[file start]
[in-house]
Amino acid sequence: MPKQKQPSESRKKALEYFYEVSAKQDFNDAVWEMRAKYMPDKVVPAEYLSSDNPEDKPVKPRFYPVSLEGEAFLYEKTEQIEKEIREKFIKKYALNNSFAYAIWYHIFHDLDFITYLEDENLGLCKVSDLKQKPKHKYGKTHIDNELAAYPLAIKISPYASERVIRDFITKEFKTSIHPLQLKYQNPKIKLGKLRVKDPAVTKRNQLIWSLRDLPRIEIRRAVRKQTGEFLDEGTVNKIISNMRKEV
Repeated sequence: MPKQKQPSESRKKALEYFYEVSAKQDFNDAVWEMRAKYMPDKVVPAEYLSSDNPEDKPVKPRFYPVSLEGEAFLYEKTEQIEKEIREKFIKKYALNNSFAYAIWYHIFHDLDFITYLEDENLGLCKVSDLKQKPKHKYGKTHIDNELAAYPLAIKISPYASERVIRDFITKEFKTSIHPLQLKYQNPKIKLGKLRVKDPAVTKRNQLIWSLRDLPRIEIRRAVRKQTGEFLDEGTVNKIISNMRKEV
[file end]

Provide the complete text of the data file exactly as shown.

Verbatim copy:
[in-house]
Amino acid sequence: MPKQKQPSESRKKALEYFYEVSAKQDFNDAVWEMRAKYMPDKVVPAEYLSSDNPEDKPVKPRFYPVSLEGEAFLYEKTEQIEKEIREKFIKKYALNNSFAYAIWYHIFHDLDFITYLEDENLGLCKVSDLKQKPKHKYGKTHIDNELAAYPLAIKISPYASERVIRDFITKEFKTSIHPLQLKYQNPKIKLGKLRVKDPAVTKRNQLIWSLRDLPRIEIRRAVRKQTGEFLDEGTVNKIISNMRKEV
Repeated sequence: MPKQKQPSESRKKALEYFYEVSAKQDFNDAVWEMRAKYMPDKVVPAEYLSSDNPEDKPVKPRFYPVSLEGEAFLYEKTEQIEKEIREKFIKKYALNNSFAYAIWYHIFHDLDFITYLEDENLGLCKVSDLKQKPKHKYGKTHIDNELAAYPLAIKISPYASERVIRDFITKEFKTSIHPLQLKYQNPKIKLGKLRVKDPAVTKRNQLIWSLRDLPRIEIRRAVRKQTGEFLDEGTVNKIISNMRKEV